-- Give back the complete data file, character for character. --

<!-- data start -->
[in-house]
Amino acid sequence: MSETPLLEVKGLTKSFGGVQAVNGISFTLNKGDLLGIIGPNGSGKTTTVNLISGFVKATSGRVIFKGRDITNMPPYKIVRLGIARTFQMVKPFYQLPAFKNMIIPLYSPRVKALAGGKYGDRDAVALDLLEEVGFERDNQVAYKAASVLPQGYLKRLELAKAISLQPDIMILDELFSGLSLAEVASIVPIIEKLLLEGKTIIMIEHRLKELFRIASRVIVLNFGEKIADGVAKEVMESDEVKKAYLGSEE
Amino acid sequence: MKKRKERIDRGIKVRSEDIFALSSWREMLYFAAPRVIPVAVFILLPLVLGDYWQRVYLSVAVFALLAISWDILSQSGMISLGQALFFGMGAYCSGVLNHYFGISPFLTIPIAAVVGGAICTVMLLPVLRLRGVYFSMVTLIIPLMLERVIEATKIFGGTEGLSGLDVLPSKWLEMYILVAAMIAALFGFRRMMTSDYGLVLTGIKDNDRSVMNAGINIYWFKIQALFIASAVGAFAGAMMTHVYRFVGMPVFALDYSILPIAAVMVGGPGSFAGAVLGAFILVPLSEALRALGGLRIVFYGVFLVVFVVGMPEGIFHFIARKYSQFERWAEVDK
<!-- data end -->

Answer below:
[in-house]
Amino acid sequence: MSETPLLEVKGLTKSFGGVQAVNGISFTLNKGDLLGIIGPNGSGKTTTVNLISGFVKATSGRVIFKGRDITNMPPYKIVRLGIARTFQMVKPFYQLPAFKNMIIPLYSPRVKALAGGKYGDRDAVALDLLEEVGFERDNQVAYKAASVLPQGYLKRLELAKAISLQPDIMILDELFSGLSLAEVASIVPIIEKLLLEGKTIIMIEHRLKELFRIASRVIVLNFGEKIADGVAKEVMESDEVKKAYLGSEE
Amino acid sequence: MKKRKERIDRGIKVRSEDIFALSSWREMLYFAAPRVIPVAVFILLPLVLGDYWQRVYLSVAVFALLAISWDILSQSGMISLGQALFFGMGAYCSGVLNHYFGISPFLTIPIAAVVGGAICTVMLLPVLRLRGVYFSMVTLIIPLMLERVIEATKIFGGTEGLSGLDVLPSKWLEMYILVAAMIAALFGFRRMMTSDYGLVLTGIKDNDRSVMNAGINIYWFKIQALFIASAVGAFAGAMMTHVYRFVGMPVFALDYSILPIAAVMVGGPGSFAGAVLGAFILVPLSEALRALGGLRIVFYGVFLVVFVVGMPEGIFHFIARKYSQFERWAEVDK